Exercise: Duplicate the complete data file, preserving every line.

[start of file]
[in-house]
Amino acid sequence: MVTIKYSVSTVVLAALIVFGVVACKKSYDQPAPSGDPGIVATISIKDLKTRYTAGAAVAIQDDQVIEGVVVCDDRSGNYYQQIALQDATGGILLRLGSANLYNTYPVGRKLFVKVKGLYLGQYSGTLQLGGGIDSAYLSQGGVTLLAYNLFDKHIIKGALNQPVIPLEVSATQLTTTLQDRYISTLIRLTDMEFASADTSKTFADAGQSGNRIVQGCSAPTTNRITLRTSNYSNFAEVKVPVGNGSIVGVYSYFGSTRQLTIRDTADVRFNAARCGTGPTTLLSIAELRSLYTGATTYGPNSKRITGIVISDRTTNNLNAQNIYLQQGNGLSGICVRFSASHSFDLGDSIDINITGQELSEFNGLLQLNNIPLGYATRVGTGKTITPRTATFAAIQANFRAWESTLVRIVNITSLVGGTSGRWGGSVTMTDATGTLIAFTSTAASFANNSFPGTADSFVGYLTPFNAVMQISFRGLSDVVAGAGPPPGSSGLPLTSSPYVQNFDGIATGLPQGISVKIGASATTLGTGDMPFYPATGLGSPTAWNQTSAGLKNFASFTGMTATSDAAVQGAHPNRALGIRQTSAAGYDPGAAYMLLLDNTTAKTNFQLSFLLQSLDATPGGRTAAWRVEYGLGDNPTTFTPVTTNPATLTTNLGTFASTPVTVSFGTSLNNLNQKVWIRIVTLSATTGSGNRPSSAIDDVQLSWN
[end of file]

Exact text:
[in-house]
Amino acid sequence: MVTIKYSVSTVVLAALIVFGVVACKKSYDQPAPSGDPGIVATISIKDLKTRYTAGAAVAIQDDQVIEGVVVCDDRSGNYYQQIALQDATGGILLRLGSANLYNTYPVGRKLFVKVKGLYLGQYSGTLQLGGGIDSAYLSQGGVTLLAYNLFDKHIIKGALNQPVIPLEVSATQLTTTLQDRYISTLIRLTDMEFASADTSKTFADAGQSGNRIVQGCSAPTTNRITLRTSNYSNFAEVKVPVGNGSIVGVYSYFGSTRQLTIRDTADVRFNAARCGTGPTTLLSIAELRSLYTGATTYGPNSKRITGIVISDRTTNNLNAQNIYLQQGNGLSGICVRFSASHSFDLGDSIDINITGQELSEFNGLLQLNNIPLGYATRVGTGKTITPRTATFAAIQANFRAWESTLVRIVNITSLVGGTSGRWGGSVTMTDATGTLIAFTSTAASFANNSFPGTADSFVGYLTPFNAVMQISFRGLSDVVAGAGPPPGSSGLPLTSSPYVQNFDGIATGLPQGISVKIGASATTLGTGDMPFYPATGLGSPTAWNQTSAGLKNFASFTGMTATSDAAVQGAHPNRALGIRQTSAAGYDPGAAYMLLLDNTTAKTNFQLSFLLQSLDATPGGRTAAWRVEYGLGDNPTTFTPVTTNPATLTTNLGTFASTPVTVSFGTSLNNLNQKVWIRIVTLSATTGSGNRPSSAIDDVQLSWN